New Delhi [India],Mar 15 (ANI): Aditya (name changed) was a charismatic and well dressed, 32 year old male who was brought to Psychiatry OPD by his parents due to a recent brawl with his wife which had led to a case of domestic violence.
The young man seemed initially upset about being brought to a psychiatrist but became comfortable soon, cracking jokes and making a non issue of the complaints parents had brought forth. According to parents, he had been married five years back but the wife had walked out because of his impulsive and aggressive behaviour and his refusal to take responsibility.
He had been married again one year back but it is also on the brink of divorce. He beats up wife, doesn't feel guilt, has 4-5 extra marital affairs, feels he can because girls like him, can't keep a job because he has issues with authority, drives too fast and has had multiple altercations with law.
He had always been a stubborn child, lied often, bunked school and often had issues with school teachers. They had thought marriage will make him more responsible but he did not take his responsibility about his life of family and blamed parents and environment for all the problems.
They still believed that it was usual masculine inclination to be irresponsible and aggressive if the couple could be counselled to have a baby, he would be rooted down as was the case with his father who himself had similar albeit less intense mood disturbances.
"Like Aditya's parents, many people feel irresponsibility, impulsivity, aggression and tendency to not follow rules is a character trait of strong, independent mind of a rebellious male until it becomes a nuisance and then the social belief that marriage will cure the issue seems to be the only solution," said Dr Jyoti Kapoor, Senior Consultant, Psychiatry & Psychotherapy, Paras Hospitals, Gurugram.
"Personality refers to the enduring and habitual pattern of behaviour, cognition, emotion, motivation and ways of relating to others that are characteristic of the individual. In other words, how an individual perceives and responds to the word around him defines his/her personality," she added.
Personality disorders are, therefore, distortions in these patterns that lead to mal- adaptation in one's environment. Such maladaptive patterns of thought and behaviour lead to significant distress or impairment in social, occupational, or other important areas of functioning.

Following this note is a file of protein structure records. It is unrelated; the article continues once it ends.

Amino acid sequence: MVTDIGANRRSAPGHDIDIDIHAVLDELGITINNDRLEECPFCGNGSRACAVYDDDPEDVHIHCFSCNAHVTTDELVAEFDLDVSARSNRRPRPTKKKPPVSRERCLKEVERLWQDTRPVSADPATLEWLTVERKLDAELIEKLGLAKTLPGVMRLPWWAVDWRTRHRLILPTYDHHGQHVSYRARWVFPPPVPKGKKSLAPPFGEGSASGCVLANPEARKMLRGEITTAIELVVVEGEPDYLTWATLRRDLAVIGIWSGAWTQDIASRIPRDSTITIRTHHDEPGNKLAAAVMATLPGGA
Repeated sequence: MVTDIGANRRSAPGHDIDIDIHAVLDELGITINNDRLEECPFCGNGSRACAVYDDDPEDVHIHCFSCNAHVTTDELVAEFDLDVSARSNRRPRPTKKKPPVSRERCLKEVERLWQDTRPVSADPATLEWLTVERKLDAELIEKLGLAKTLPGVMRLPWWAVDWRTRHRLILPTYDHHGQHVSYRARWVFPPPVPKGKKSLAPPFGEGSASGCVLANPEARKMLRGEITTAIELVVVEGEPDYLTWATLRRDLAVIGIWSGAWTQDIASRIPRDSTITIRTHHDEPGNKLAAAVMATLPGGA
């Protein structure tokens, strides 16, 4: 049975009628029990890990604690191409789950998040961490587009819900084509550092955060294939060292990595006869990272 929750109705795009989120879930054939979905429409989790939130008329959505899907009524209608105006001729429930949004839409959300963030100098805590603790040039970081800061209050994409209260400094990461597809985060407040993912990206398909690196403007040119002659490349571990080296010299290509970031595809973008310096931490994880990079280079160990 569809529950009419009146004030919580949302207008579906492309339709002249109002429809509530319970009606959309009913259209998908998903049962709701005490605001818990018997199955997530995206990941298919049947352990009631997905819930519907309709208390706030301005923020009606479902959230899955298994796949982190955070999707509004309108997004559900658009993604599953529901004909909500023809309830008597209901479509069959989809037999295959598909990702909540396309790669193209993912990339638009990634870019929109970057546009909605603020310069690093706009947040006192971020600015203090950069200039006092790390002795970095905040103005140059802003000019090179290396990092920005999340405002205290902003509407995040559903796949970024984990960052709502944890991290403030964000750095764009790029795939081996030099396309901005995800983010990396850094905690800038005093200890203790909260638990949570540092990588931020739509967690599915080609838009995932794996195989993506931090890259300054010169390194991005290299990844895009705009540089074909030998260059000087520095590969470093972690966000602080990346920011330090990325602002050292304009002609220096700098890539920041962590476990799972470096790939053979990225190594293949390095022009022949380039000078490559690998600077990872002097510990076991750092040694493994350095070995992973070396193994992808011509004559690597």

Personality Disorders do not appear or disappear suddenly but the maladaptive patterns become manifest over time with increasing effect on day to day social interactions and personal and occupational functioning. The traits of personality related issues start appearing as early as pre teens, especially for ASPD, symptoms of oppositional defiance and conduct disorder are often seen by 6-8 years of age.
Most cases are ignored as normal process of growing up, some are discussed with the pediatricians but almost all the time, situations are brought for clinical evaluation after a major consequence of such behavioural issues has either occurred or a possible threat is anticipated like violence in school or threat of suspension, drug abuse, academic deterioration and failure in exams.
The current standard system of classification of personality disorders identifies 10 types of personality disorders categorised under three broad categories.
Anti Social Personality Disorder (ASPD) belongs to Cluster B of Personality Disorders pertaining to distortions in emotional control, tendency to dramatise or erratic reactions Unlike other personality disorders, ASPD often gains visibility in media due to its association with unlawful or criminal activities despite otherwise normal or at times vibrant appearances.
Clinically, ASPD is associated with consistent disregard for social norms, emotions and rights of others. The underlying cognitive patterns or personality traits where disturbance is noticed can be either psychopathy (lack of sense of morality or empathy among other traits) or sociopathy (ones morals do not reflect the culture in which they live).
The prevalence of ASPD has been documented as 1.7 percent of general population with preponderance among men but the figures are hardly indicative as such people reach the prison more commonly then the psychiatric OPD. Most people evaluated are already hardened criminals or have no inclination to bring about any change in them which discourages even clinicians to focus on them.
With the continued effort of de-stigmatisation associated with psychiatry and increased media sensitivity regarding exploration of criminal behaviour especially among juveniles from the perspective of prevention rather than just incarceration, more cases are being brought for psychiatric evaluation thereby increasing the overall diagnosis of ASPD.
"Early identification is mandatory for any possible effect of treatment because the more a pattern of behaviour is repeated, the difficult it becomes to treat. Case reports of violence towards teachers or school mates, which come forth every few months, should awaken us as parents, teachers and members of society to take action before the next incident shakes us out of our belief system that crime is only the responsibility of the state and prevention is far more important than just dealing with the consequences," concluded Kapoor. (ANI)